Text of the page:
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Gilad Atzmon: More Than Just a MusicianJoe Rennison for Salem-News.com
(LONDON) - Few students currently at University of London will remember Gilad Atzmon’s gig at SOAS in 2006. His performance was exemplary, as all of his live performances are. Four years later, Atzmon is still gigging, still writing and still pushing the boundaries of thought and expression.
I met Atzmon in Soho opposite Ronnie Scotts. As I wait for him to arrive I spot his name on the October listings for Ronnie’s, a testament to Atzmon’s status within the Jazz community. We meet and go around the corner for breakfast.
On 18 November, The London Jazz Festival will play host to Atzmon and the Orient House Ensemble (OHE) as they celebrate their 10th anniversary. The group is Atzmon’s mainstay and has seen him develop as a musician.
The OHE began back in 2000. “I started with Asaf Sirkis,” says Atzmon, “and we realised that we needed two other people and we basically auditioned quite a few and we couldn't find anyone and then Frank came back from Boston.”
‘Frank’ is Frank Harrison, a pianist of considerable talent who spent time at the prestigious Berklee College of Music in Boston before returning to England. “The first thing he asked me is, 'Gilad, do you want me to try and play like you?' I said, 'You do whatever you want to do' and it was heaven and it has been heaven since then. The man,” Gilad pauses, “is a fucking genius.”
The gig will consist of three sets; Early OHE, Gilad with strings, and recent OHE. “We will play a marathon. Three or four hours. Three sets. We will play material from our first few albums. Then we play our strings project. Then we play our new offering The Tide Has Changed.”
People have said to Atzmon that The Tide Has Changed is the closest thing to his live show. The recorded Atzmon and the live Atzmon are distinct. Live, his improvisations are often hard bee-bop that make you sit up and listen. His albums tend to be more melodic and incorporate Middle Eastern styles as well.
Particular highlights on the album are Bolero At Sunrise, Atzmon’s take on the well known Ravel tune, and We Lament, which seems to echo aspects of Michael Brecker’s Ballad Book. The album is also an example of the close relationship between Atzmon’s music and his writing. The title of the album refers to the Arab-Israeli conflict. “I think that the tide has changed,” says Atzmon.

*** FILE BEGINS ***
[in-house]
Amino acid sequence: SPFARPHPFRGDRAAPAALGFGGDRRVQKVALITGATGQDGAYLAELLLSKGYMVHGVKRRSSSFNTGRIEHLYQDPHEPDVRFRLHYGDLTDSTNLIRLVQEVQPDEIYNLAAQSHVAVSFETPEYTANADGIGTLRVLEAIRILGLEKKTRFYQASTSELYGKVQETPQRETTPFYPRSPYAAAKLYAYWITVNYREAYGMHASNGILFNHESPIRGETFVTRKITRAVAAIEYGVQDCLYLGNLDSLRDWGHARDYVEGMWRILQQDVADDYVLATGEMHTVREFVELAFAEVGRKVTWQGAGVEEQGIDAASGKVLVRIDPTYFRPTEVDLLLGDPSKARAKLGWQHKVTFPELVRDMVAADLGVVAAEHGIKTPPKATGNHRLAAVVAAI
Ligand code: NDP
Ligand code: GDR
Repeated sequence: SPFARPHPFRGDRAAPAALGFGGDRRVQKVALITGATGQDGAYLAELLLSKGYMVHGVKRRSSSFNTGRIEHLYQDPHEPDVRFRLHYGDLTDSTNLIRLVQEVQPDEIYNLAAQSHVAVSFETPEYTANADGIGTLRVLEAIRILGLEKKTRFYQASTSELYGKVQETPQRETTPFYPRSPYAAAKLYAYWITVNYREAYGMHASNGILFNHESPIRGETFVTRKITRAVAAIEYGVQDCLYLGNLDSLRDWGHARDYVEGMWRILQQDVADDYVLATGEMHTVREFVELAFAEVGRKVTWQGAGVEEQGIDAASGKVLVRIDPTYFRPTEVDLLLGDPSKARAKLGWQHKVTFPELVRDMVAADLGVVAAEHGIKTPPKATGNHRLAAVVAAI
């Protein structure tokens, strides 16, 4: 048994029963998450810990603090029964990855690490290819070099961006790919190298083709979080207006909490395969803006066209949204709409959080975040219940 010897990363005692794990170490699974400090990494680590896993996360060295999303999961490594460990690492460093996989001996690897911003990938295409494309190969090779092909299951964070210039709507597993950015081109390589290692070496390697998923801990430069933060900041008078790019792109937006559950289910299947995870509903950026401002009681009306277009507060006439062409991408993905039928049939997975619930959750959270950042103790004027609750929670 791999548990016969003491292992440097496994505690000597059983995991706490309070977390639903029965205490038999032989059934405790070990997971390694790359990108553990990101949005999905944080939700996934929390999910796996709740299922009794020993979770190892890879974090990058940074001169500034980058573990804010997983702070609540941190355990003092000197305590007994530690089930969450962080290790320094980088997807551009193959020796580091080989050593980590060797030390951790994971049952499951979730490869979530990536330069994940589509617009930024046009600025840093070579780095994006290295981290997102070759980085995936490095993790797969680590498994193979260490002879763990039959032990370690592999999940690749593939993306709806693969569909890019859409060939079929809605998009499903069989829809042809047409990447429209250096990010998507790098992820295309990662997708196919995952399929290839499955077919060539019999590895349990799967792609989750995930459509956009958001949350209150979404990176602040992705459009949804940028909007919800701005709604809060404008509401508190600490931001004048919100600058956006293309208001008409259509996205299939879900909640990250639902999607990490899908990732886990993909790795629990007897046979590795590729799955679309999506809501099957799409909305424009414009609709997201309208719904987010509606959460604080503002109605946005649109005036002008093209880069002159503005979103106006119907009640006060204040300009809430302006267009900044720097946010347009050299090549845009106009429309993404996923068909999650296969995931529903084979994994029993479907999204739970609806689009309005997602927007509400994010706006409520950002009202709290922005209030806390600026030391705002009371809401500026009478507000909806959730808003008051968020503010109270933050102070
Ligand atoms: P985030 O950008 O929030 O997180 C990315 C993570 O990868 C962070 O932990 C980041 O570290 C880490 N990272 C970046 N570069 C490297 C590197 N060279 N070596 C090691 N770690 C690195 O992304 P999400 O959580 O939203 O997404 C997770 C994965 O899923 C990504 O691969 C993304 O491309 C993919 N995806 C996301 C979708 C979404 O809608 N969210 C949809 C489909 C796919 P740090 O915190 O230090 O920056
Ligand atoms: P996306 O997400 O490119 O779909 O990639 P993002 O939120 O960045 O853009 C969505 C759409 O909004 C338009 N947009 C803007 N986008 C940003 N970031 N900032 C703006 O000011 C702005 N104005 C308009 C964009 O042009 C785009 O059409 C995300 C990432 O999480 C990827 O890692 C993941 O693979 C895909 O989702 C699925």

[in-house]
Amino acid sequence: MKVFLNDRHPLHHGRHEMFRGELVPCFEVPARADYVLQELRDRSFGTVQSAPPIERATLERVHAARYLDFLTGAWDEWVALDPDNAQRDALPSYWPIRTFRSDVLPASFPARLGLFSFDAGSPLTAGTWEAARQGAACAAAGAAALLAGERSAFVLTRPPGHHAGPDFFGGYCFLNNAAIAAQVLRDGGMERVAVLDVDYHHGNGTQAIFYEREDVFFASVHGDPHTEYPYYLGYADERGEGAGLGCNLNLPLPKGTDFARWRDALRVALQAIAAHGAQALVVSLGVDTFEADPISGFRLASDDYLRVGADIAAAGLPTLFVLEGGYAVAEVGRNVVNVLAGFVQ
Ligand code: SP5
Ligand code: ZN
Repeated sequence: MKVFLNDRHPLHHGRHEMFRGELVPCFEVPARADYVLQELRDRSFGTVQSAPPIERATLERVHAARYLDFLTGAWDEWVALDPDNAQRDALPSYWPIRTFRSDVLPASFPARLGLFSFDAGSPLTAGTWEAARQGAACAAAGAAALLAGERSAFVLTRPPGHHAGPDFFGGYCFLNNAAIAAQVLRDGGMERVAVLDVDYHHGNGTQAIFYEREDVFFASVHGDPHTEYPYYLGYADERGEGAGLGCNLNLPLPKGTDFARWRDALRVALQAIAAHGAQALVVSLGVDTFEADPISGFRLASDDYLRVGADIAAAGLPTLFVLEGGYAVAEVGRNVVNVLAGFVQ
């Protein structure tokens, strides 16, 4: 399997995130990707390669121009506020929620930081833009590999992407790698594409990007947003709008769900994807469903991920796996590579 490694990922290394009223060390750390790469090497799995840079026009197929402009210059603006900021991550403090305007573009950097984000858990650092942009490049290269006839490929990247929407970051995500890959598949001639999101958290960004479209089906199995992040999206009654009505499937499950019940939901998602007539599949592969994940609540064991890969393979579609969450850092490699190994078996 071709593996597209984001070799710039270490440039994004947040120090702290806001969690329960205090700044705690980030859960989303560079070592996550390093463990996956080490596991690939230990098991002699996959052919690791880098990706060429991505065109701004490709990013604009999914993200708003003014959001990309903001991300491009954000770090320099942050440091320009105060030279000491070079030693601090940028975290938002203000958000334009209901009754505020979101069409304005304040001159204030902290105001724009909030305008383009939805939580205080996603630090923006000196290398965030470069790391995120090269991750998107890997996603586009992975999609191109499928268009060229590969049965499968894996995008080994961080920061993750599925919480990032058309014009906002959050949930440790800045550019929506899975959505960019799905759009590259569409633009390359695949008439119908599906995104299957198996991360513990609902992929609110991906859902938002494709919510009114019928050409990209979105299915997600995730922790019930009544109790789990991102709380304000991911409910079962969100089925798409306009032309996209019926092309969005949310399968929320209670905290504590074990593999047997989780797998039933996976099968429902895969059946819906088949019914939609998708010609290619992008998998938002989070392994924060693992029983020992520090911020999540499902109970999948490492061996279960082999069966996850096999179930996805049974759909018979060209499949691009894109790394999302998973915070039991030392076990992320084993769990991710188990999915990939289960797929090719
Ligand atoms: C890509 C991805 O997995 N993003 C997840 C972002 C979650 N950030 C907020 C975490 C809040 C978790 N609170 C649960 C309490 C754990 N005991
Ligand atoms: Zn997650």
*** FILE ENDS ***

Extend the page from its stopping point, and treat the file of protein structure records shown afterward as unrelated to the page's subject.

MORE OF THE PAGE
He is more than just a musician. Depending on when you meet him, you could describe him as a musician, an activist, an academic, a teacher or a philosopher - the list could go on. Atzmon attended Essex University, achieving a Master’s degree in Philosophy. “I think that what university is all about is a genuine and profound attempt to understand the world and to understand the subject that is part of understanding.” He goes on: “The problem is that we have lost our ability to philosophise. We don't know how to ask questions.”
Atzmon is critical of political correctness. He says that the construction of critical thought is the only weapon that we have against political correctness and that all we can do is follow the premises of an argument and dismantle it logically. “What is political correctness? Political correctness is a political scent that doesn't allow political negation,” says Atzmon. “In this society that is supposed to be tolerant and liberal, there are a few topics that we cannot address.”
“And I am sorry to say it, but Iran, for me, is freer. To quote Adorno's idea about freedom; Adorno says that in Soviet Russia you were freer because you were aware of the boundaries of your freedom. When you are a jazz player and you are in C minor, you are free because you can do a lot of things but when you play free jazz, you are far less free because there are no boundaries.”
It is another example of the overlap between Atzmon’s music and his political thought. Certainly, Atzmon is not afraid to ask questions. He is true to himself and fearless of criticism. “In the beginning, when I started to say what I'm saying, a lot of political groups tried to cling to me and I had to shake them all out because once you start to work with them you have to fit into an agenda. I don't want to do anything with the left wing. I don't want to do anything with the right wing. I don't want to anything with anybody.
“My job as an artist is to look into the mirror and to say what I think and believe. I don't want to start to say what I think and then have to make sure it fits into a political agenda.” It is Atzmon’s view that, “philosophers, artists, poets, shouldn't fit.”
“We are not doing it for power. I don't say, 'vote for me', I don't want you to vote for me. F*ck off. Buy my album if you think I'm good enough, come to my concerts, talk to me, let's have a beer.”
We speak at length about many different issues, from philosophy to politics to music. The pertinence of the topics Atzmon speaks on are exemplified when a young women on the table next to us interjects into our conversation.
Atzmon was speaking about multiculturalism. She is a black woman who lives in Germany. She said that her race dictated how easy it was for her to find a flat in certain areas. If she wanted a flat with other black people then it was easy, but to venture outside these areas made it much harder.
Atzmon understands. His drummer is black. “We go to a kebab after the gig and there would be some redneck yobs or whatever and he would go out because he would understand that there was potential conflict.”
We have finished our breakfast and with it our conversation. If you can, attend on 18 November. It’s a rare chance to see every stage of Atzmon’s music in one evening and perhaps what’s more, you will be seeing Atzmon live - a phenomena that can never be reproduced onto record because Atzmon is so much more than just his music.
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